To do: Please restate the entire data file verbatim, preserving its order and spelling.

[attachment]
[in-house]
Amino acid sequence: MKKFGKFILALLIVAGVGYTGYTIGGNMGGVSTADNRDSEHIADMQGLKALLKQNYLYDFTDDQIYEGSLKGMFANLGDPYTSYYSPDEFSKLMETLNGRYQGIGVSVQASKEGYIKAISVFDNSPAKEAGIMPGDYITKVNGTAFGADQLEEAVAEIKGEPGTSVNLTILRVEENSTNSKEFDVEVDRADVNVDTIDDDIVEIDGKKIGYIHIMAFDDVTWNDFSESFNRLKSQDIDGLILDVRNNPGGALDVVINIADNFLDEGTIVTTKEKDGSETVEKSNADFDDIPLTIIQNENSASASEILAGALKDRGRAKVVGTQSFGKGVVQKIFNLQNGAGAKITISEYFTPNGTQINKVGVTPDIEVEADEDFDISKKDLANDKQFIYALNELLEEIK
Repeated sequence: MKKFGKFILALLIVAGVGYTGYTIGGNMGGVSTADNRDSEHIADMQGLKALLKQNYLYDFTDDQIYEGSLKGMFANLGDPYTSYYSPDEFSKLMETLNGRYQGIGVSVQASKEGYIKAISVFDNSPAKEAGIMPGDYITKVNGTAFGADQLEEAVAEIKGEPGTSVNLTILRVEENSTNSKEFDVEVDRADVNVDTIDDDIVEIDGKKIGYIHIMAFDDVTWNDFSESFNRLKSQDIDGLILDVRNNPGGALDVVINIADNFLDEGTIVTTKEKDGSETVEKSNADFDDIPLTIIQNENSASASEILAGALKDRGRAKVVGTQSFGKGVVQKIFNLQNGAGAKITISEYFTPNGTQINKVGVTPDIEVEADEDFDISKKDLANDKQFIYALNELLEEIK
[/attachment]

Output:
[in-house]
Amino acid sequence: MKKFGKFILALLIVAGVGYTGYTIGGNMGGVSTADNRDSEHIADMQGLKALLKQNYLYDFTDDQIYEGSLKGMFANLGDPYTSYYSPDEFSKLMETLNGRYQGIGVSVQASKEGYIKAISVFDNSPAKEAGIMPGDYITKVNGTAFGADQLEEAVAEIKGEPGTSVNLTILRVEENSTNSKEFDVEVDRADVNVDTIDDDIVEIDGKKIGYIHIMAFDDVTWNDFSESFNRLKSQDIDGLILDVRNNPGGALDVVINIADNFLDEGTIVTTKEKDGSETVEKSNADFDDIPLTIIQNENSASASEILAGALKDRGRAKVVGTQSFGKGVVQKIFNLQNGAGAKITISEYFTPNGTQINKVGVTPDIEVEADEDFDISKKDLANDKQFIYALNELLEEIK
Repeated sequence: MKKFGKFILALLIVAGVGYTGYTIGGNMGGVSTADNRDSEHIADMQGLKALLKQNYLYDFTDDQIYEGSLKGMFANLGDPYTSYYSPDEFSKLMETLNGRYQGIGVSVQASKEGYIKAISVFDNSPAKEAGIMPGDYITKVNGTAFGADQLEEAVAEIKGEPGTSVNLTILRVEENSTNSKEFDVEVDRADVNVDTIDDDIVEIDGKKIGYIHIMAFDDVTWNDFSESFNRLKSQDIDGLILDVRNNPGGALDVVINIADNFLDEGTIVTTKEKDGSETVEKSNADFDDIPLTIIQNENSASASEILAGALKDRGRAKVVGTQSFGKGVVQKIFNLQNGAGAKITISEYFTPNGTQINKVGVTPDIEVEADEDFDISKKDLANDKQFIYALNELLEEIK